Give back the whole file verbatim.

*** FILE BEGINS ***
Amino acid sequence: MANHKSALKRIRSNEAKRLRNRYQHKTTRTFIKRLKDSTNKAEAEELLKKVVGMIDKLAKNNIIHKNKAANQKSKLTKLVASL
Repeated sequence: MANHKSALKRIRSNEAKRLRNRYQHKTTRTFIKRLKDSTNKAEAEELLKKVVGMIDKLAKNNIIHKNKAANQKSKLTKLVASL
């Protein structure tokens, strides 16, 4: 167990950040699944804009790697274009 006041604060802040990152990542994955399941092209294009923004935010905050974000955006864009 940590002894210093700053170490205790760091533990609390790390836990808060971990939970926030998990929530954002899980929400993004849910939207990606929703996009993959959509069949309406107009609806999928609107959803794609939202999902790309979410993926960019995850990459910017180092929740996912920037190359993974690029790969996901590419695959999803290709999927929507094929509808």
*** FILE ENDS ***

Amino acid sequence: MANHKSALKRIRSNEAKRLRNRYQHKTTRTFIKRLKDSTNKAEAEELLKKVVGMIDKLAKNNIIHKNKAANQKSKLTKLVASL
Repeated sequence: MANHKSALKRIRSNEAKRLRNRYQHKTTRTFIKRLKDSTNKAEAEELLKKVVGMIDKLAKNNIIHKNKAANQKSKLTKLVASL
């Protein structure tokens, strides 16, 4: 167990950040699944804009790697274009 006041604060802040990152990542994955399941092209294009923004935010905050974000955006864009 940590002894210093700053170490205790760091533990609390790390836990808060971990939970926030998990929530954002899980929400993004849910939207990606929703996009993959959509069949309406107009609806999928609107959803794609939202999902790309979410993926960019995850990459910017180092929740996912920037190359993974690029790969996901590419695959999803290709999927929507094929509808």